The biggest ever leak of offshore financial data

The Pandora Papers include over 11 million files exposing offshore financial structures and tax havens in Panama, Dubai, Monaco, Switzerland, and the Cayman Islands. Money management firms created these structures to hide the wealth and assets of some of the world's most powerful people, including 100 billionaires, 30 world leaders, 300 public officials, and a large number of celebrities. The papers reveal shell companies holding luxury assets such as property and yachts, as well as missing Cambodian antiques and artwork by Picasso and Banksy. Investigators also tied incognito bank accounts to certain political figures. These accounts contained billions of dollars on which the account holders had paid little (or even zero) tax.

What is a tax haven?

Tax havens, also known as offshore financial centers, are countries with low or no corporate taxes that allow non-residents to set up businesses there easily. They can even exist within a country. Delaware in the USA and the Isle of Man near the UK are two examples. Tax havens typically limit public disclosure about companies and their owners. As the information can be hard to extract, tax havens are also called secrecy jurisdictions. Tax havens earn vast amounts of money by charging fees for their services. They also create work for lawyers, accountants, and secretaries. Mauritius, a well-known tax haven, has said 5,000 people would lose jobs if the country stopped offering offshore banking services.

Who was in the spotlight?

King Abdullah II of Jordan was one of the main figures named in the papers. Documents exposed the king's $100 million property empire, which includes luxury homes in the USA and the UK. Former British Prime Minister Tony Blair was also named. His signature appeared on several documents relating to a UK company controlled by his wife, Cherie Blair. The couple used the company to purchase an $8 million London property without paying the $500,000 tax duty stamp. Several major Conservative party donors also appeared in the papers, creating another corruption scandal for UK Prime Minister Boris Johnson. Celebrities caught hiding money in tax havens include Shakira, Claudia Schiffer, Julio Inglesias, and Pep Guardiola.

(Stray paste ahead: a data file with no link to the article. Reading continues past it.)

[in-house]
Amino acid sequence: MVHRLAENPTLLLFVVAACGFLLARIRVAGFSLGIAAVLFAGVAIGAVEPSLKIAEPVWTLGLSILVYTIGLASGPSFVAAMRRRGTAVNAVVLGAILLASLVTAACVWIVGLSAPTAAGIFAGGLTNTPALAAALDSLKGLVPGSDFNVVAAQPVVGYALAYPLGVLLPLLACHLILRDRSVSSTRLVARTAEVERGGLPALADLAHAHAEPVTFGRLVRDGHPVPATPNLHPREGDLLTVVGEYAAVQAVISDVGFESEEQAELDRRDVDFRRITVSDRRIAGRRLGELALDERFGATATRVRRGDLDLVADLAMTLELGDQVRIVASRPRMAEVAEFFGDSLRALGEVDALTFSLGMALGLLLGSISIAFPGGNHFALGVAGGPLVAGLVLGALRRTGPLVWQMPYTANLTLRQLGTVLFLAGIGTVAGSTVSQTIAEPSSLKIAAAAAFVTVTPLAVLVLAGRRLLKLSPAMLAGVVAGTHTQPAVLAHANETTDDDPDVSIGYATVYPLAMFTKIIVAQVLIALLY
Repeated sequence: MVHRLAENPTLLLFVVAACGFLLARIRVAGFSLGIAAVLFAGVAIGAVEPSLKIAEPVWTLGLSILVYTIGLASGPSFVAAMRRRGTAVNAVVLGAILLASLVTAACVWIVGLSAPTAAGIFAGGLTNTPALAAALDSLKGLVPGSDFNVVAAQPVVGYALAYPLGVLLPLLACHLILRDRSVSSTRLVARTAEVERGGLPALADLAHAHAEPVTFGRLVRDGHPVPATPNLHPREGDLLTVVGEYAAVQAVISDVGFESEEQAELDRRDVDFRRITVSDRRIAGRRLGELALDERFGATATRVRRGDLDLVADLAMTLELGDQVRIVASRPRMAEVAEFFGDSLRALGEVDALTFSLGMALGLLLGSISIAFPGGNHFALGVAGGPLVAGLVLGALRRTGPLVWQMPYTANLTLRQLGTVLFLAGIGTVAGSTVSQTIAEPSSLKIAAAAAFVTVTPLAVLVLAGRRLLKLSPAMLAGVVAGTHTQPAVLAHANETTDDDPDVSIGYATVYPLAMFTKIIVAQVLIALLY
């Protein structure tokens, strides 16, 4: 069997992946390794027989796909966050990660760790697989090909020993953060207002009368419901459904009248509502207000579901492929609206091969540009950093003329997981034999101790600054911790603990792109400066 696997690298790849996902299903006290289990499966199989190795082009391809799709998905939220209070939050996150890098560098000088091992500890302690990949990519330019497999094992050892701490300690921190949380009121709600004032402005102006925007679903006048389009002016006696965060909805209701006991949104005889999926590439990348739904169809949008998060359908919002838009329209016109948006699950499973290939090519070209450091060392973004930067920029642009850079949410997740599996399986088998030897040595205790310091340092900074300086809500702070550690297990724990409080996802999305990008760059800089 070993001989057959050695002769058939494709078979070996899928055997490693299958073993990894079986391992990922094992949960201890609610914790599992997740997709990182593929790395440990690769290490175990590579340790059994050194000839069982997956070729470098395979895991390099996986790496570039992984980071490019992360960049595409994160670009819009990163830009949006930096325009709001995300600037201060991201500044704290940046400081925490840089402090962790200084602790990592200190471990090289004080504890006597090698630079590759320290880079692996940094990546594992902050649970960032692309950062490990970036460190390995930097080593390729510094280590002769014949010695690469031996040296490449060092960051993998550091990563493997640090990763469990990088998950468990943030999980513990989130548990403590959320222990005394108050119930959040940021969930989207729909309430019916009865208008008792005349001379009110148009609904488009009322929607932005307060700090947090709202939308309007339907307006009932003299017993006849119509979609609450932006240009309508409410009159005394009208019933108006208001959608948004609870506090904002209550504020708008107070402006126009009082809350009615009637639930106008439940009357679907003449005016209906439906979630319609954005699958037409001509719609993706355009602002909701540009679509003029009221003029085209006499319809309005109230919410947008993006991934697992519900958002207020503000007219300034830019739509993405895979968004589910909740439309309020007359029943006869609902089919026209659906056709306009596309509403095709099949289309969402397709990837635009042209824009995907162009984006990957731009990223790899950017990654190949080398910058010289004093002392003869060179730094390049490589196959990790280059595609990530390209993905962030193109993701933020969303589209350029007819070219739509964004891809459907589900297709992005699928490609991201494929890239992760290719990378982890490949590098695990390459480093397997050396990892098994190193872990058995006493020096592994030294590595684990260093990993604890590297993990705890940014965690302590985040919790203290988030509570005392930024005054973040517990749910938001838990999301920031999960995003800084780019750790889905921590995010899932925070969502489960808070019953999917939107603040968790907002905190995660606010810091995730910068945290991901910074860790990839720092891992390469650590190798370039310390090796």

Not illegal, but immoral

Many of the tax structures exposed in the Pandora papers are perfectly legal. However, there's a big difference between something being illegal and unethical. The Pandora papers revealed the inner workings of a shadow financial world exploited to hide the wealth (and the hypocrisy) of democratically elected leaders. The incident involving Czech Prime Minister Andrej Babis is a prime example. Babis campaigned for office by promising to curtail corruption and crackdown on tax evasion. Yet the papers revealed how Babis had failed to declare the use of an offshore investment company in purchasing eight properties, including two French villas for a combined value of $15 million.

Even some spiritual leaders were caught up in the scandal. The Legion of Christ, a Roman Catholic religious order with strong ties to the Vatican, stashed $300 million in offshore tax-havens. Some of the money was invested in a corporate property company that evicted struggling US tenants during the pandemic.

Money laundering and organized crime

Although many of these financial structures are not against the law, they are, in some cases, clearly being used to facilitate criminal activity. The leaked list included the names of major players in transnational criminal organizations. Raffaele Amato, boss of the Amato-Pagano clan, a clan within the Camorra mafia, used a shell company in the UK to buy land and real estate in Spain. Security and intelligence services are also worried that offshore financial services are used as a vehicle for financing acts of terror. Commentators are now calling for stricter regulations and anti-money laundering laws, as well as measures to make financial service companies and banks more accountable for enabling (knowingly or not) organized crime or terror networks.

Why are people so angry?